And the Attorney General's Committee on Administrative Procedure, which divided as to the appropriate remedy,
The Act before us adopts in general this recommended form of remedial action. A minority of the Committee had, furthermore, urged an even more thoroughgoing
Such were the evils found by disinterested and competent students. Such were the facts before Congress which gave impetus to the demand for the reform which this Act was intended to accomplish. It is the plain duty of the courts, regardless of their views of the wisdom or policy of the Act, to construe this remedial legislation to eliminate, so far as its text permits, the practices it condemns.
Turning now to the case before us, we find the administrative hearing a perfect exemplification of the practices so unanimously condemned.
This hearing, which followed the uniform practice of the Immigration Service,
The Administrative Procedure Act did not go so far as to require a complete separation of investigating and prosecuting functions from adjudicating functions. But that the safeguards it did set up were intended to ameliorate the evils from the commingling of functions as exemplified here is beyond doubt. And this commingling, if objectionable anywhere, would seem to be particularly so in the deportation proceeding, where we frequently meet with a vote less class of litigants who not only lack the influence of citizens, but who are strangers to the laws and customs in which they find themselves involved and who often do not even understand the tongue in which they are accused. Nothing in the nature of the parties or proceedings suggests that we should strain to exempt deportation proceedings from reforms in administrative procedure applicable generally to federal agencies.
Nor can we accord any weight to the argument that to apply the Act to such hearings will cause inconvenience and added expense to the Immigration Service. Of course it will, as it will to nearly every agency to which it is applied. But the power of the purse belongs to Congress, and Congress has determined that the price
This brings us to contentions both parties have advanced based on the pendency in Congress of bills to exempt this agency from the Act. Following an adverse decision,
On the other hand, we will not draw the inference, urged by petitioner, that an agency admits that it is acting upon a wrong construction by seeking ratification from Congress. Public policy requires that agencies feel free to ask legislation which will terminate or avoid adverse contentions and litigations. We do not feel justified in holding that a request for and failure to get in a single session of Congress clarifying legislation on a genuinely debatable point of agency procedure admits weakness in the agency's contentions. We draw, therefore, no inference in favor of either construction of the Act—from the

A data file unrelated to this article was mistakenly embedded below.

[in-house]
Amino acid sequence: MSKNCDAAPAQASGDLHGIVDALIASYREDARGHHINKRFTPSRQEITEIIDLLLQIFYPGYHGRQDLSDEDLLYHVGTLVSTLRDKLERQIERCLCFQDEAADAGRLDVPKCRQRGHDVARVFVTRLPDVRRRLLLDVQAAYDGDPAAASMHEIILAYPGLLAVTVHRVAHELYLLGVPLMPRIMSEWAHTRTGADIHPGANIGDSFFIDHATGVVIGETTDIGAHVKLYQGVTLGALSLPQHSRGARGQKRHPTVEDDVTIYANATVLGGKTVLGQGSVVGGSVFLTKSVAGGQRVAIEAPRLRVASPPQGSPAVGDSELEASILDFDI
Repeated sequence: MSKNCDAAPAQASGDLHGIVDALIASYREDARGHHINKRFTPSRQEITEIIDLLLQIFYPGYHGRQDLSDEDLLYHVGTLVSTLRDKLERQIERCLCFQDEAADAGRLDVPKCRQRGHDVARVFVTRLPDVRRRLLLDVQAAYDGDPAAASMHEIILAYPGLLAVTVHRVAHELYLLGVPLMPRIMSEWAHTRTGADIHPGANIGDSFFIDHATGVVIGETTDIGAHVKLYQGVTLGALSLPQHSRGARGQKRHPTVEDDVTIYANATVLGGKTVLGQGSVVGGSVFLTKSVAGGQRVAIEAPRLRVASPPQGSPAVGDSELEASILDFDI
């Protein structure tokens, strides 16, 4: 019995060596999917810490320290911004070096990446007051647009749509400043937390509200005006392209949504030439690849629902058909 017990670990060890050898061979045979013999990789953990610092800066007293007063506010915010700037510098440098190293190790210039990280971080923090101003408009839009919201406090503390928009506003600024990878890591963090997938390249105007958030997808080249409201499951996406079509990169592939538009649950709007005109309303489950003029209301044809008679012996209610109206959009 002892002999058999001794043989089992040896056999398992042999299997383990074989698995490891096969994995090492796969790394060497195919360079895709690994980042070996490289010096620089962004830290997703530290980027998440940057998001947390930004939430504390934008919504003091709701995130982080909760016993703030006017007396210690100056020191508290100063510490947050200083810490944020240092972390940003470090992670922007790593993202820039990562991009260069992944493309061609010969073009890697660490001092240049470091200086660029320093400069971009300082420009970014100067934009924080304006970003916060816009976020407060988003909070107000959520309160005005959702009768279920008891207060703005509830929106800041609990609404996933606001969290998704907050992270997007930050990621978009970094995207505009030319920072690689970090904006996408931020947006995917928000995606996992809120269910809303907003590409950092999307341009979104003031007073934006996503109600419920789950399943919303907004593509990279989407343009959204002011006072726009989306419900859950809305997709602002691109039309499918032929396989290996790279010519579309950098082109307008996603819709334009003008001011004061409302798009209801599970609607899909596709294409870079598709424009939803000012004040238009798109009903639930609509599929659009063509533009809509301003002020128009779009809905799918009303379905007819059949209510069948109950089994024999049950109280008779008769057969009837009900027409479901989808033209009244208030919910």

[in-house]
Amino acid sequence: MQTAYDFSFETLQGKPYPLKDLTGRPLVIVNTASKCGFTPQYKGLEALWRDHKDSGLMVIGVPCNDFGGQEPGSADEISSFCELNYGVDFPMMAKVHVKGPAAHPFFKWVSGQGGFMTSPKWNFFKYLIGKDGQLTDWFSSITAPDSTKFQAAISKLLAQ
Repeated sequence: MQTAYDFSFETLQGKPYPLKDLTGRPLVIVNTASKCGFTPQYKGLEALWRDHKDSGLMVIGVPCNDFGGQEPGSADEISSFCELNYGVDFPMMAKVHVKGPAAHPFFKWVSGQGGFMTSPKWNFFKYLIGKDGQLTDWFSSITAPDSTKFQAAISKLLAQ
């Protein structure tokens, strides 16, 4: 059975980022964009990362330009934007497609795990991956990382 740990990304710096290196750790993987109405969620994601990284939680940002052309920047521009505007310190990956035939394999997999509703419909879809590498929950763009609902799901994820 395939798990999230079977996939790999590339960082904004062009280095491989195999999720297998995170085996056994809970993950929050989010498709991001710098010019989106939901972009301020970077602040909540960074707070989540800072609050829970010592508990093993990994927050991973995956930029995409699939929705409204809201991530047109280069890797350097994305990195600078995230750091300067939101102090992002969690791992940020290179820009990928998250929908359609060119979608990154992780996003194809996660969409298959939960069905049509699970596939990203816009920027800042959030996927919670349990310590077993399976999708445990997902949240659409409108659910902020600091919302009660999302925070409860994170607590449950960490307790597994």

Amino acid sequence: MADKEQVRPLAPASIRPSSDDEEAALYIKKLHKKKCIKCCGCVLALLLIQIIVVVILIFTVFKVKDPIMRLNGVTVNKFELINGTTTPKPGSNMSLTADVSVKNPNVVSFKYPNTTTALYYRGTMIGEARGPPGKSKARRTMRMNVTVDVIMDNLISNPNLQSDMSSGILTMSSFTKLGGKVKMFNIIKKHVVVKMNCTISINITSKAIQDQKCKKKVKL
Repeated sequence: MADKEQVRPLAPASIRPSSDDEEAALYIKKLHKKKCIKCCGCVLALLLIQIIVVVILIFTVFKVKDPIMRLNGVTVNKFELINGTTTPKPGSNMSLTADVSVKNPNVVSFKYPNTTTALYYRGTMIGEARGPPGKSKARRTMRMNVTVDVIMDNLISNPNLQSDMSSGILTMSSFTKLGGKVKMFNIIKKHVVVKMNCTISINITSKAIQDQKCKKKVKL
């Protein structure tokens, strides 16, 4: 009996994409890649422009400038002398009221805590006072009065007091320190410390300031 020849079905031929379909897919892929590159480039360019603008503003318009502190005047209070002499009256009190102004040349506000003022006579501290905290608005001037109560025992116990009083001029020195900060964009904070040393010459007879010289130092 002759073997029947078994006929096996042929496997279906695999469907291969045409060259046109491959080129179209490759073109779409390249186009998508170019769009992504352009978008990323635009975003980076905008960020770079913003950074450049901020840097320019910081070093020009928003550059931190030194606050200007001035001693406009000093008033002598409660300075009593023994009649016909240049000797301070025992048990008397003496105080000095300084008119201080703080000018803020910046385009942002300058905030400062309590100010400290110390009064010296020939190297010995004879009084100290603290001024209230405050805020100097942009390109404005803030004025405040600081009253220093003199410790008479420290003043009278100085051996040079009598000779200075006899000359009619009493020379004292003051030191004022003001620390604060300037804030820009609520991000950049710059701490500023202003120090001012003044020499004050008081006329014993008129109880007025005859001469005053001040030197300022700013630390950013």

We come, then, to examination of the text of the Act to determine whether the Government is right in its contentions: first, that the general scope of § 5 of the Act does not cover deportation proceedings; and, second, that even if it does, the proceedings are excluded from the requirements of the Act by virtue of § 7.
The Administrative Procedure Act, § 5, establishes a number of formal requirements to be applicable "In every case of adjudication required by statute to be determined on the record after opportunity for an agency hearing." The argument here depends upon the words "adjudication required by statute." The Government contends that there is no express requirement for any hearing or adjudication in the statute authorizing deportation,
Both parties invoke many citations to legislative history as to the meaning given to these key words by the framers, advocates or opponents of the Administrative Procedure Act. Because § 5 in the original bill applied to hearings required "by law,"